In the United States, 5.4 million people aged 65 and older live with Alzheimer’s disease. The numbers grow annually as the population ages.
In a recent study, scientists found that big data can help fight Alzheimer’s disease.
Alzheimer’s disease has always had its puzzles and contradictions.
Cognitive resilience is a measure of the brain’s ability to continue to work even with a high Alzheimer’s disease neuropathology that would normally produce the hallmark dementia.
This means that in some people, the brain shows the symptoms of the disease, but it does not impact the person’s ability to function. What makes some brains sensitive, and some resilient is an open question.
In the study, researchers examined a large Alzheimer’s disease cohort of over 1800 people.
The researchers drew on previously collected blood samples and brain tissue, along with large-scale data analysis to search for central themes in early identification, prevention, and treatment of the disease.
The research findings help explain the progression of Alzheimer’s-related dementia in each patient.
Further, the findings outline a multilevel biological classification system that predicts disease severity and future neurological symptoms.
The discovery is particularly timely, as November is Alzheimer’s disease awareness month.
These types of large-scale studies, exploring proteins and protein-related data are often called proteomics studies.
Proteomics research involves the ability to analyze very large data sets.
Examining, identifying, and discovering proteins can answer specific biological questions about their role in the disease, as well as identifying multiple new drug targets in the fight against Alzheimer’s disease and related dementias.
Some symptoms of the disease are due to the misfolding of proteins. Proteins need to have a specific shape to function correctly, and much like baking a cake, changing the recipe can result in a misshapen product.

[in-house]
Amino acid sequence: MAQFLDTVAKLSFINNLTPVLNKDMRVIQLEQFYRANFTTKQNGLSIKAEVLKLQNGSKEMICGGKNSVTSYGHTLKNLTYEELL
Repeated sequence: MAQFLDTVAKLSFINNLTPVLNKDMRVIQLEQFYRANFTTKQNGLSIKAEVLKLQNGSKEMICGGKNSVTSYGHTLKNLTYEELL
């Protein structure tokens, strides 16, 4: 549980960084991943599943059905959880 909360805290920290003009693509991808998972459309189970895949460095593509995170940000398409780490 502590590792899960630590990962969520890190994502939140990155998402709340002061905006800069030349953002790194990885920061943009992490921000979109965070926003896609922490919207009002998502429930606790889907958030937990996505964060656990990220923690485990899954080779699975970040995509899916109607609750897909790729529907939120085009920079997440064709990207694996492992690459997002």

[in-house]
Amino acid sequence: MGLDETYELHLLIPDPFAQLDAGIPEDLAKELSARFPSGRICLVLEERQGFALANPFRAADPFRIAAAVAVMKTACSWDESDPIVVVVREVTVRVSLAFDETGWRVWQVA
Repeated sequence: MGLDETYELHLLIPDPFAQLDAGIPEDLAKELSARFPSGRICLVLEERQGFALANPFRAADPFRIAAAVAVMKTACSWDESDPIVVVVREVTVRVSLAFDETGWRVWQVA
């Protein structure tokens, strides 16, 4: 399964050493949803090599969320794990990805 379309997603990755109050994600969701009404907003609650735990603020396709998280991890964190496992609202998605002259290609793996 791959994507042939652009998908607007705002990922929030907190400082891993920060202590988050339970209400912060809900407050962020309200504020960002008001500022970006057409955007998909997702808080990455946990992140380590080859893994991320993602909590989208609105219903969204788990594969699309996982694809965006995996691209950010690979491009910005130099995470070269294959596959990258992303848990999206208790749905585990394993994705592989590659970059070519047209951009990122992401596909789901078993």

Alzheimer’s disease can cause protein recipes to change. This research adds to the emerging body of work on proteins involved in cognitive decline that is associated with the disease.
These proteins may indicate potential new targets for drug therapies.
Even with such a large body of work, the puzzle still only gets put together one piece at a time, with lots of smaller parts that make sense, but a yet-to-be-discovered larger view.
The team continues work that adds to our understanding of a complex and devastating disease. This promises new discoveries, and new pieces to add to the puzzle of Alzheimer’s disease.
If you care about Alzheimer’s disease, please read studies about the cause of memory loss in Alzheimer’s disease, and scientists find a new method to treat Alzheimer’s disease.
For more information about brain health, please see recent studies that herb rosemary could help fight Alzheimer’s disease and COVID-19, and results showing this stuff in mouth may help prevent Alzheimer’s.
The study was conducted by Vladislav Petyuk et al and published in Science Advances.
Copyright © 2022 Knowridge Science Report. All rights reserved.